Swanton Pacific Ranch: Growing Opportunities

A steady bustle of activity continues at Swanton Pacific Ranch as recovery efforts continue following the August 2020 fire that destroyed much of the ranch’s infrastructure. Specialized contractors continue to remove ash and debris from the ranch, creating a fresh palette for rebuilding.

For the first time in nearly a year, a few students are returning to work full time at the ranch to provide help in recovery efforts. Swanton Pacific, in Santa Cruz County, is managed by Cal Poly's College of College of Agriculture, Food and Environmental Sciences. The paid student positions allow students to gain practical, hands-on experience in post-fire recovery. Raymond Dennis, a fourth-year agricultural and environmental plant sciences major, Pierce Spielman, a third-year environmental earth and soil sciences major, and Sophia Marquez (Environmental Management and Protection, ’21), will spend the summer clearing roads and trails, identifying and removing hazard trees, measuring and removing damaged fences, rehabilitating the apple orchard, and providing administrative support to work through insurance and Federal Emergency Management Agency claims.

Behind the scenes, a core team of leaders from Swanton Pacific Ranch and the College of Agriculture, Food and Environmental Sciences continue to work with stakeholders to re-envision the ranch’s strategic intent, honoring Al Smith’s vision as a unique Learn by Doing living and learning laboratory for Cal Poly students, dedicated to providing students, faculty, staff and the community with unparalleled learning and research opportunities for understanding sustainable land management practices.

In April, more than 32,000 stakeholders were invited to participate in a survey to help shape that vision. The college also held several open forums and listening sessions with key groups, including faculty and staff, the Swanton-area community, and the Swanton Pacific Ranch Railroad Society. Leaders are now sifting through the nearly 700 survey responses received, which will help shape the strategic intent and inform programming decisions.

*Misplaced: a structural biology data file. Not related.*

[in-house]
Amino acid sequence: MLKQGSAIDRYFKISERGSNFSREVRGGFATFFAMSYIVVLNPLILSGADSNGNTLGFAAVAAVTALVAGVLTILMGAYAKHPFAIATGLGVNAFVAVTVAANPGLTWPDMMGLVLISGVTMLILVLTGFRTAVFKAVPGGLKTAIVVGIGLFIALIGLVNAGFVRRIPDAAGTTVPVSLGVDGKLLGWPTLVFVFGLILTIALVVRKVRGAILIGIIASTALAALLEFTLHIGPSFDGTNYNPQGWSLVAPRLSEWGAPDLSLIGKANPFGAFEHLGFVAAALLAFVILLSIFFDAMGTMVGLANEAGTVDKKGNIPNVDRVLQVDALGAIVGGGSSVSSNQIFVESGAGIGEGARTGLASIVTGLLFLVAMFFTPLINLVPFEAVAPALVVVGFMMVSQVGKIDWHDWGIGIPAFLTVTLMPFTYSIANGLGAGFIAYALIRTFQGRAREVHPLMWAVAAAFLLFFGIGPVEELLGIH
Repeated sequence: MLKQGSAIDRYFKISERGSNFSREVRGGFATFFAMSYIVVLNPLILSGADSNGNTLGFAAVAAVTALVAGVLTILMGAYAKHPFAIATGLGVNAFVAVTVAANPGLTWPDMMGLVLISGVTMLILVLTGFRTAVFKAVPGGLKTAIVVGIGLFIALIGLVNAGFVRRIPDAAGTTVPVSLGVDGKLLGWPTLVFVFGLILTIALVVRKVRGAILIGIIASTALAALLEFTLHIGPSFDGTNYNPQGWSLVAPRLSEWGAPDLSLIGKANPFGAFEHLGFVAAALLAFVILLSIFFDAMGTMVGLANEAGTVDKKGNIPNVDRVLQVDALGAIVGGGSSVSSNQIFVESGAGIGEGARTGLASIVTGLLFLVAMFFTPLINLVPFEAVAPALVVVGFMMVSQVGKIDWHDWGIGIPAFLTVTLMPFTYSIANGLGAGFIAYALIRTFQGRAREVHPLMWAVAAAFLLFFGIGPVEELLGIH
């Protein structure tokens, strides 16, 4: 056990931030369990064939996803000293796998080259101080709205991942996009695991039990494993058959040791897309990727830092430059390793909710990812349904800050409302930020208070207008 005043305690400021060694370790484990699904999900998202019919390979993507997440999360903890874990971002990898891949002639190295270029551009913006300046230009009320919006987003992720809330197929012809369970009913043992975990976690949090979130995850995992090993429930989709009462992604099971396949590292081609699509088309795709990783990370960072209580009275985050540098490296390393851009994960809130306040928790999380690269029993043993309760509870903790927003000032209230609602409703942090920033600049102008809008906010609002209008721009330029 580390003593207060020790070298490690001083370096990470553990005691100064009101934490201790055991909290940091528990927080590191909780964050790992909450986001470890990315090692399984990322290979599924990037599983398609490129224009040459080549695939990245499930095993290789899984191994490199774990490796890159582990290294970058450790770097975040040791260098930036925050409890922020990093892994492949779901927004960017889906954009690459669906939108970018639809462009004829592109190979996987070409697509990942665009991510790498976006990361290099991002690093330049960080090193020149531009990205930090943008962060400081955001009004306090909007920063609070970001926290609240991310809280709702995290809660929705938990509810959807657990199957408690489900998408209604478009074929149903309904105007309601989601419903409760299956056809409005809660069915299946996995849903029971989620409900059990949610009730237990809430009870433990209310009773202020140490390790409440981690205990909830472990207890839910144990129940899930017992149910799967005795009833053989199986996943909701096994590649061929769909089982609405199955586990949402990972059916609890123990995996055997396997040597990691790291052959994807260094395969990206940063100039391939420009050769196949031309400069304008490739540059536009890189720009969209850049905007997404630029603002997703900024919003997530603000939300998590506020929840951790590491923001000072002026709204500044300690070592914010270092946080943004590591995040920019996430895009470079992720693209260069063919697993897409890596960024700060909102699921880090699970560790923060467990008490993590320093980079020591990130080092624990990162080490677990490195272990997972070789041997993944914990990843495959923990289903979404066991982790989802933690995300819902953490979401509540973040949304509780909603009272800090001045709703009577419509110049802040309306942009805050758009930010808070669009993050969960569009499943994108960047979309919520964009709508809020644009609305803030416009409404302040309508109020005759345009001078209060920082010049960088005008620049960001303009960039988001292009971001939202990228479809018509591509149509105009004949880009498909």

The Siegel & Strain Planning and Design Team has been selected after a rigorous search to lead the built-environment rebuilding process, which will be informed by the strategic intent.

“The outpouring of support and commitment from those who have participated directly or indirectly in recovery efforts is astonishing to see,” said Mark Swisher, director of Swanton Pacific Ranch. “It is clear, through my numerous interactions with alumni who have spent time on the ranch in their formative years, that the most important things this ranch is capable of producing are exceptional leaders who value the multiple dimensions of working landscapes.”

Looking forward, a $4.2 million Cal Fire grant was recently awarded to provide increased training for the current and future workforce in fire mitigation, addressing the growing impact of fire in California. Grey Hayes, the ranch’s research and education coordinator, and Jeremy James, head of the Natural Resources Management and Environmental Sciences Department, will lead the effort. In the classroom, students will be taught practical lessons such as designing vegetation management plans to make forests more resilient to fire. Outside of the classroom, a series of workshops, headed by Hayes, will be held throughout California. Students will be involved in that process as well. “Swanton is about the students,” Hayes said. “In every situation that we entertain these conversations of developing community practice, students will be involved. These workshops will allow our students the opportunity to mix with those individuals who will one day be their work peers.”


Visit Cultivate Summer 2021 to read more stories.

Related Content